Couvapalooza rocks out for good cause
It will benefit county schools' music programs
Friday, August 17, 2012
If you go
What: Couvapalooza, a rock festival to support music programs in Clark County schools.
When: 11 a.m. to 10 p.m. Saturday, Aug. 18.
Where: Esther Short Park, West Eighth and Columbia streets, Vancouver.
Cost: $18 at the gate, $30 for VIP access.
When: After 10 p.m. Saturday.
What: The Q Nightclub, 704 Main St., will host Varlet, Lunic, Melvoy and Liftoff; Malibu's, 115 E. Seventh St., will host The Gallery, LA Velvet and New Liberty.
Cost: $5 cover.
Anthony John/Vinyl DJ
One From Many
Battle Ground High School Jazz Band
Heidi Hahn-Troxler and her husband, Michael Troxler, really wanted to bring something special home to Vancouver after their second trip to the South by Southwest music festival in Austin, Texas.
But a "Keep Austin Weird" T-shirt and cowboy-hat-wearing stuffed armadillo just didn't seem to cut it.
So, they got a better idea -- why not bring some of the bands back? Not just a recording of the bands, but the actual musicians.
And that's how, just a few months ago, the concept of Couvapalooza was born.
"As soon as we got home from the festival, we thought: 'How can we pull these bands together here?'" Hahn-Troxler said. "That was late March, and we've been going like gangbusters ever since."
Troxler is a financial planner who works with musicians and other clients across the country. This is the second year he's had a booth with his wife at South by Southwest.
The couple convinced eight bands from the fest to come to Vancouver for Couvapalooza. Those bands will be joined by five local performers and a DJ for the daylong event in Esther Short Park.
"For the most part, we're bringing together bands that are emerging talent," Hahn-Troxler said. "They're from all over the country. Lunic, from New York, they've toured internationally and are fairly well known. Liftoff, they're a band out of Vancouver, B.C., they and LA Velvet have been selected to play at the Sunset Strip Festival in California, which is a pretty big deal."
The couple have spent about $16,000 of their own money to pay setup costs for Couvapalooza, and the bands are all donating their time for the performance.
All ticket sales will go to music programs in Clark County schools, and visitors to the festival get to choose which specific school district they want their money to go to.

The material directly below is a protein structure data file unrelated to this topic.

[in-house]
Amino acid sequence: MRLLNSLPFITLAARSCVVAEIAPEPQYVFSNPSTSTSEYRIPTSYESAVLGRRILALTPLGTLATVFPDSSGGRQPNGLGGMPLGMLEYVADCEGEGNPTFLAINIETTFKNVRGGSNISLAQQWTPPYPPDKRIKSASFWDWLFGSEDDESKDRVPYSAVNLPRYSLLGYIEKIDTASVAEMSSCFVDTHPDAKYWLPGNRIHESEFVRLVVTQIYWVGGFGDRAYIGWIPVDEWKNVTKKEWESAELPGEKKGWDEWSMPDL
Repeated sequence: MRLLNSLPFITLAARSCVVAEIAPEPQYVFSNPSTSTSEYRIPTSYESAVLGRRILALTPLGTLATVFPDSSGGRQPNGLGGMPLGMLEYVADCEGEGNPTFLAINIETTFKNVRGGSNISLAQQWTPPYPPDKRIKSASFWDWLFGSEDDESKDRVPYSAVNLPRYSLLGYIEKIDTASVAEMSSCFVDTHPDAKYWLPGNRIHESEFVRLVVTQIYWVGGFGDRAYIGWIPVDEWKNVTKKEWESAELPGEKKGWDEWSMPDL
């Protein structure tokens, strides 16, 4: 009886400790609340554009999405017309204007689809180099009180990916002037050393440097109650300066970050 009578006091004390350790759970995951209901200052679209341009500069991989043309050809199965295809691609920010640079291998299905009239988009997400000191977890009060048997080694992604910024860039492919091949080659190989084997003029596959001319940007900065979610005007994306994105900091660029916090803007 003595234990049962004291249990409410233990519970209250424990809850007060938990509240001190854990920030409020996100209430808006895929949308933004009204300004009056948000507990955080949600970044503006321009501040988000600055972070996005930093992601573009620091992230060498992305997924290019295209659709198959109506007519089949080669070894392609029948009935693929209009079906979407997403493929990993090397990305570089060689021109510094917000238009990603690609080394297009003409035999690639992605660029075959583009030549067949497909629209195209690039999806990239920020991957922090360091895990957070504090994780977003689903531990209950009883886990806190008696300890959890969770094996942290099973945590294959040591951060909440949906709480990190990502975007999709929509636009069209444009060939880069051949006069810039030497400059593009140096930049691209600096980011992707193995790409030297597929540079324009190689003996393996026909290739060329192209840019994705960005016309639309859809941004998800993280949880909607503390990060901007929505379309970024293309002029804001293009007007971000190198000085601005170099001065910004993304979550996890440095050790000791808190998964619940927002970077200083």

"Schools are getting their funding cut across the board, and we thought, 'Let's be proactive and also create an anchor event for the Pacific Northwest,'" Troxler said. "We wanted to build a festival but also do it in a way that gave back to the community."
That's great news for her school, said Darcy Schmitt, head of the performing arts department at Battle Ground High School. The school's award-winning jazz band plans to play to support the festival.
"The truth is anything will help right now -- with budgets being cut all the time, we'll even take $10," Schmitt said. "And the great thing about this? We don't have to do anything. We just have to help them get the word out. I hope people will support this. It's an easy and fun way to support the schools."
The event will be family friendly, with the music ramping up in intensity from more folksy acoustic music in the morning to hard rock in the evening. There will also be children's activities, booths supporting local charities, food, and a beer and wine garden.
"I'm always trying to fit 10 pounds into a five-pound bag," Hahn-Troxler said. "So we invited one of my favorite charities, Must Love Dogs Northwest, to have a booth and display dogs for adoption. They'll be selling nonalcoholic drinks to support their cause."
And Northwest Battle Buddies, which provides trained rescue dogs as companion animals to veterans, will get proceeds from the beer and wine garden.
It's the music that should get top billing though, Schmitt said.
"I think they've picked some good quality groups, the music is going to appeal to a lot of different people," Schmitt said. "There's a little of everything. Lovebomb Go-Go, which is opening things up -- they're amazing."
Lovebomb Go-Go is a Portland-based drum and marching band group.
"It's 13 professionals, like doctors and what-not, in a really funky marching band," Troxler said. "They describe themselves as an 'intergalactic marching band -- freaks from outer space.' They're very lively and will get the crowd going."
Some other bands in the show include Melvoy, a high-energy rock band that "will have everybody up dancing"; New Liberty, which sounds "a bit like Guns 'n Roses meets Southern rock," and Varlet, who's lead singer, Lilly Scott, finished in the top 10 in season 9 of "American Idol," Troxler said.
After the concert is finished in the park, Lovebomb Go-Go will lead a procession of festivalgoers across downtown to The Q Nightclub and Malibu's, where some of the day's headliners will perform once again. There's a $5 cover at each venue.
Troxler and Hahn-Troxler said they plan to make Couvapalooza an annual event in Esther Short Park. If they get a good turnout, they could gather up to $90,000 for schools and charities, they said.
"We hope to really build this up," Hahn-Troxler said. "We've already started planning for next year, actually."